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  4. My youngest drove before my oldest did and they kept the same friends. My youngest has a great head on his chest. He knows when to leave. And take whoever wants to go with him. I can’t tell you how many mornings I woke up to multiple boys on the floor in my living room. I just started to cook eggs bacon, frozen waffles and pancakes. And juice. And I made sure they all called home.

    Liked by 1 person

  5. Pingback: X-Plan: Should you have one for your tween, teen? – WRAL.com – Chromobile

  6. Brilliant!
    I commend you as parents. My children and I are very close and I truly believe having a plan…such as this one…can and will save your child’s life. Thank You!


  7. This is a truly inspired idea! Thank you so much for sharing! I do tend to be one of those overprotective parents but I would much prefer giving up my urge to control over my need to keep my kids safe!


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  9. When parents got divorced I had a close relationship with my mother and trust. We had a similar plan & was in a situation with friends and the driver was drunk. Mom always said never go in a car with drunk driver, I’ll come fetch you not matter what time. It turned out to be 3am. I had no control over the situation, but at least I had a back up (X-plan).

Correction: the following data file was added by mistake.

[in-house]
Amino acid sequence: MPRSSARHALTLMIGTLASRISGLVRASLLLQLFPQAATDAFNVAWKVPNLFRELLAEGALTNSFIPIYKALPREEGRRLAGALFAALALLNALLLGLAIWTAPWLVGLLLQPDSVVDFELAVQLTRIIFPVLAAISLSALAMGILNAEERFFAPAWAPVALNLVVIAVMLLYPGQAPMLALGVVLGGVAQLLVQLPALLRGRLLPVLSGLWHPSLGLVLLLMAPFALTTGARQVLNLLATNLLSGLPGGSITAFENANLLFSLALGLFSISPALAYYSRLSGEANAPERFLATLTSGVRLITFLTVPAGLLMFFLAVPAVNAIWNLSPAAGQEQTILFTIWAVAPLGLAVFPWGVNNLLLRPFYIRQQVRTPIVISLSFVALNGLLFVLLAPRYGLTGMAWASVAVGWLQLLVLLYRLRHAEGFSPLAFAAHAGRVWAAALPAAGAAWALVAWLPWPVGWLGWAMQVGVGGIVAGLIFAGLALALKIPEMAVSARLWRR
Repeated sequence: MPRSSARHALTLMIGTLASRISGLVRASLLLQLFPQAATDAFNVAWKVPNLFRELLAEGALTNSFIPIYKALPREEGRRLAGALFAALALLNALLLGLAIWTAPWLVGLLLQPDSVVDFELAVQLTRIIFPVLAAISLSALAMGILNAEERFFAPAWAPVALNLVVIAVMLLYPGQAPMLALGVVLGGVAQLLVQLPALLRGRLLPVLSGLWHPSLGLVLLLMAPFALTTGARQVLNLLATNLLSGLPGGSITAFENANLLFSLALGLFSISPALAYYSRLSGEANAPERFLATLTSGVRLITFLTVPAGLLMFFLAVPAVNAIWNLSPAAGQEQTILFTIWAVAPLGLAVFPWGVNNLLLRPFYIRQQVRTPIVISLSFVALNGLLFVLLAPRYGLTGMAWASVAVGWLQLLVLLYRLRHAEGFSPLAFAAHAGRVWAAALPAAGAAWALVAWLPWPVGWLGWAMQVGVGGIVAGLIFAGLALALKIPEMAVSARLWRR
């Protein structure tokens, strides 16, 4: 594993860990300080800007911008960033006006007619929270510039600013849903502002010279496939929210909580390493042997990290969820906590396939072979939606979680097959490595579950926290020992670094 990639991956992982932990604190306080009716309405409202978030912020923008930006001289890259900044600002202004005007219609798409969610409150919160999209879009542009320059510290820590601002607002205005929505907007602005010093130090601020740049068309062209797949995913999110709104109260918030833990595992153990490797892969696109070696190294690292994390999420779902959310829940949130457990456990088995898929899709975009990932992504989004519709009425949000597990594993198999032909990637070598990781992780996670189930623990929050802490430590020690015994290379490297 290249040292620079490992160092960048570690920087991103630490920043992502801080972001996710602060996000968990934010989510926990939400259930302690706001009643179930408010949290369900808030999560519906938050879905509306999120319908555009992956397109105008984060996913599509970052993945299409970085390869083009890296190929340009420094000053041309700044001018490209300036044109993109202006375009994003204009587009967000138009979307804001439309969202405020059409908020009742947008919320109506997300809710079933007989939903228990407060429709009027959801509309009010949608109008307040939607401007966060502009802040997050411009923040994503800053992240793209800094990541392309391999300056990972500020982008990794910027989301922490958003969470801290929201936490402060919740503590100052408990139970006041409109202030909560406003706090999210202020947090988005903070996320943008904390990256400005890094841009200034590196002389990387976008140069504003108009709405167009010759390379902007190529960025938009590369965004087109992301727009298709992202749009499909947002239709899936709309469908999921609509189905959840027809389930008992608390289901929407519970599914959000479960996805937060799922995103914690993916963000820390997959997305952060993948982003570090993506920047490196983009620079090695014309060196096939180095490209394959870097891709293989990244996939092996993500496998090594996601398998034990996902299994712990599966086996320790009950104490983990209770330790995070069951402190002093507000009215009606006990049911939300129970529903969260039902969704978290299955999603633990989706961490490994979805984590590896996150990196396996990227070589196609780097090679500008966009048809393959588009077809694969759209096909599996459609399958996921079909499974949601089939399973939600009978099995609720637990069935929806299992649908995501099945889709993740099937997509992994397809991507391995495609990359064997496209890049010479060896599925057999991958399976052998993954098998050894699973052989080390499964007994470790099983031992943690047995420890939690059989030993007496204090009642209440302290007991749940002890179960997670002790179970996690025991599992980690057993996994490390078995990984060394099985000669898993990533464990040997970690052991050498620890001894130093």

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  12. In addition to the X plan, we have the ‘Can I tell you something, this is what you can do with the information’ agreement. My kids can tell me everything they are worried about (even illegal) and say how I am aloud to react. Sometimes they want advise, sometimes they just want to dump their story, sometimes they or their friends are in a bad spot and they want to know what to do. How ever bad the situation is, I never act but just offer my ear and sometimes advise. This might sound as hard, but truly it is fine. Remember you would not have known about it otherwise. Over the year we have talked about stealing, drugs, gambling, sex, abuse, depression, and more. I just give them clues on how to handle the situation and they get too choose if they listen to my advise.
    And if situations are really bad they will start with ‘you can not tell anyone’ and end (and this may take a few days) with ‘can you tell this to the right person that can help or can you help my friend’.